Why isn’t my membership to the Executives Association helping my bottom line?

Posted on: September 21 2016

The Executives Association of New Jersey 

“Why isn’t my membership to the Executives Association helping my bottom line in the way I thought it would”?

Written by: Robert McCarthy, Heuer & Company

The current EANJ effectiveness committee was formed in part to address that question and if we’re honest it’s probably been asked by many EANJ members since its inception in 1935. There is no one answer because the reasons are as varied as our members; but because it remains a relevant question for some today it demands our attention.

First off let’s be clear that we are a group of highly motivated entrepreneurs with high standards and worthy aspirations. As such, we can’t help but be disappointed from time to time. Disappointment always stems from some unmet expectation that we ourselves created in a world we have little control over. Being the resourceful and adept individuals that we are, we are far more likely to forge on despite our disappointments and perceived setbacks because that’s what we do, that’s what we know. But we need to be careful that we don’t become complacent in our efforts.

So we as the “effectiveness” committee began to identify where the group was having trouble so we could make improvements that would benefit us as individuals and the membership. With good intentions and a desire to do a good job we began by setting our sights on working with the members who weren’t actively engaged, who weren’t making the effort to meet with fellow and new members, who weren’t leveraging their existing outside relationships for the benefit of others, who were falling behind on their goals, who demonstrated a lack of follow through and so on and so on.

We recognized that in order to have an effective group we simply needed effective members. How easy it was for us then to pick off the weak ones and to be critical of others outside of the committee! That process was important and perhaps necessary in that some changes were made, attitudes began to shift and we believe that modest improvements have resulted. But the process revealed something even more important. Each time we peeled back the layers on an issue we found that at the heart of all of our successes was an example of the sincere willingness of someone to give of oneself. It was a willingness that went beyond simply sharing a lead, making a quick introduction or just attending meetings to get some “points”. It was the willingness to give of our most precious gift and our most valuable resource; our time.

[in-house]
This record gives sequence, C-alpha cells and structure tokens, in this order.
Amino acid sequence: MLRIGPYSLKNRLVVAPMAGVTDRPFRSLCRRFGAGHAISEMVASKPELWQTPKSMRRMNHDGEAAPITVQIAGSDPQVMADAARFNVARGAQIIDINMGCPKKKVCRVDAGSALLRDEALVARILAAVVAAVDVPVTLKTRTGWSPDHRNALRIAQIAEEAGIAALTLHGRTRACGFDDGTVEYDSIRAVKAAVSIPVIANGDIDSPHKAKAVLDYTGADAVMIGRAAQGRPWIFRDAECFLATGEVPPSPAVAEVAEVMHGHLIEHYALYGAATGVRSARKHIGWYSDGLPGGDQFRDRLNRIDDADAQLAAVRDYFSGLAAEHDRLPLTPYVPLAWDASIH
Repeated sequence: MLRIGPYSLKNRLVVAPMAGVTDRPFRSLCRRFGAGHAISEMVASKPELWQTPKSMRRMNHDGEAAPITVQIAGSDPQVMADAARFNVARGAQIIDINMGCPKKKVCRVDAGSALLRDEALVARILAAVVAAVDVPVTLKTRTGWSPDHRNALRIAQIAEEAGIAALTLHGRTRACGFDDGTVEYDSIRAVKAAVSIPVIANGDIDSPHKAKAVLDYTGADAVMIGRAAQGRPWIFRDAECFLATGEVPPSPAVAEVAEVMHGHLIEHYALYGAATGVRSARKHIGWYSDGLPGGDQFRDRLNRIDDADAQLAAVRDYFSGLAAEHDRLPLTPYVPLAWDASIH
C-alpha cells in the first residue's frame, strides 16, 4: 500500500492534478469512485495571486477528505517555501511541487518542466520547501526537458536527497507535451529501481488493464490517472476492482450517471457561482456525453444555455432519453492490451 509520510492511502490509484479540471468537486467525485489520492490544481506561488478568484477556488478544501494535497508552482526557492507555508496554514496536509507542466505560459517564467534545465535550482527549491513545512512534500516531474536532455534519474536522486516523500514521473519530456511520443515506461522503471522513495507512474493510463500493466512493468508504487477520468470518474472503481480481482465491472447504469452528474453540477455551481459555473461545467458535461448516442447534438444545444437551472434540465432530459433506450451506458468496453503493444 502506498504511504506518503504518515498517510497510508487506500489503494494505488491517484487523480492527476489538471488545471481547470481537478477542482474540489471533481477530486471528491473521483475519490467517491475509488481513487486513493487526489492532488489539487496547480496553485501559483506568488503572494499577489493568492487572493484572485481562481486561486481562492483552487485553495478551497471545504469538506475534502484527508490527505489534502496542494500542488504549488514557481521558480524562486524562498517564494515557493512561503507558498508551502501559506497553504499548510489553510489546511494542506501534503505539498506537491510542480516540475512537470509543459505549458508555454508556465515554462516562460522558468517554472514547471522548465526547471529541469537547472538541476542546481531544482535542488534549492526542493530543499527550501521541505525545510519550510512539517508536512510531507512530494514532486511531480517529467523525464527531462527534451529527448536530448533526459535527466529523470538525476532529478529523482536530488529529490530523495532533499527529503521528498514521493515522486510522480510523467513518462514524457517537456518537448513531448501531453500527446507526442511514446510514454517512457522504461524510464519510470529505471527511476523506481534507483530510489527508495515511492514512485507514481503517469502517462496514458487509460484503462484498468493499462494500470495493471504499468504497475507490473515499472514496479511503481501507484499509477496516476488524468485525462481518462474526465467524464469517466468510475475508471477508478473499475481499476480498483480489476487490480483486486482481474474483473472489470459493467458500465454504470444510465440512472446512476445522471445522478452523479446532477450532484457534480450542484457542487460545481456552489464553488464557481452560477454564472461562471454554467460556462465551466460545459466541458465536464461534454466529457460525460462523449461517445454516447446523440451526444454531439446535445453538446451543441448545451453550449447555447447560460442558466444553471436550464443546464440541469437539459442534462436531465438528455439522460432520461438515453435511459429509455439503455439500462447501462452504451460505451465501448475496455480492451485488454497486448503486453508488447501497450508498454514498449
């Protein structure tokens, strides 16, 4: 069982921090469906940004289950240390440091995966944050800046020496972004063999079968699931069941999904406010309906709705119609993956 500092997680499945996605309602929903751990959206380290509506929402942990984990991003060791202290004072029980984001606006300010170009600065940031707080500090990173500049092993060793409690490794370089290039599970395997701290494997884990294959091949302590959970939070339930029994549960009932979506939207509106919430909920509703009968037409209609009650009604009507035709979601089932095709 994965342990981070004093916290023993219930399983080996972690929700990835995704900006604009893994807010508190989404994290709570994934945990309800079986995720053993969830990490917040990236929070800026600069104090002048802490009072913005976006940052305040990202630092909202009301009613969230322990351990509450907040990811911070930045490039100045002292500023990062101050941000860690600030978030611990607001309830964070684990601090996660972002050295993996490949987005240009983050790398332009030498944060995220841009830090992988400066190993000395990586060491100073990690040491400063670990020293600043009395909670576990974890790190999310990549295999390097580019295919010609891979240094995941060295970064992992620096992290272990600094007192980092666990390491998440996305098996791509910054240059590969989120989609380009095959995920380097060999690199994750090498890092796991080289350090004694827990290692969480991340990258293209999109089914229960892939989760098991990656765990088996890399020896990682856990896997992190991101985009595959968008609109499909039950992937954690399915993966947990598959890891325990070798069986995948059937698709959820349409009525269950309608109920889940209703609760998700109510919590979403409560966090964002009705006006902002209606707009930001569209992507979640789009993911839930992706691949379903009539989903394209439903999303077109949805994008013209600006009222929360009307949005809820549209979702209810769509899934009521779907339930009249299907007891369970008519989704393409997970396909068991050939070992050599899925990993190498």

In discovering this truth we slowly began to shift our focus from others to ourselves. In doing so we began to see our own individual shortcomings, the missed opportunities and our own unwillingness to share of our time for the benefit of others. We could list the petty reasons why we hadn’t but struggled with any real excuses. So just as we adjusted our focus and our own attitudes for the betterment of the group we at the effectiveness committee ask that you too look inward and ask yourself if you’ve been generous with your time in the direct service of others more than being concerned about the return on that investment. It can be a hard concept to embrace; especially in our fast paced culture. (Read the Go Giver). We have no delusions that significant changes in attitude and perceptions occur overnight but feel strongly that collectively we should be bold and strive to simply give more without keeping score and to trust that it’s in the giving that we better our relationships and our bottom lines.

To put all of this in stark contrast really imagine for a moment the following two scenarios:

1. Imagine weekly EANJ meetings where every single one of us came with expectations of only receiving leads and introductions with the attitude that because we got up early, dressed right, paid our dues and made the effort to attend we were going to leave with so much from so many friends and colleagues.

2. Now imagine weekly EANJ meetings where every single one of us came really prepared. Prepared to specifically connect with at least one member on something good for them. To come ready to listen with a sincere desire to assist others. To come with a willingness to be generous with our time beyond the meeting in helping the many friends and colleagues without direct expectations of an immediate return.

Clearly we all know which of the two meetings we’d prefer to attend and which one would yield the best results for all. So the one (maybe two) important question(s) we leave you with for now are; are you willing to be a generous contributor? If so, how can we help you in your efforts to be that truly effective member?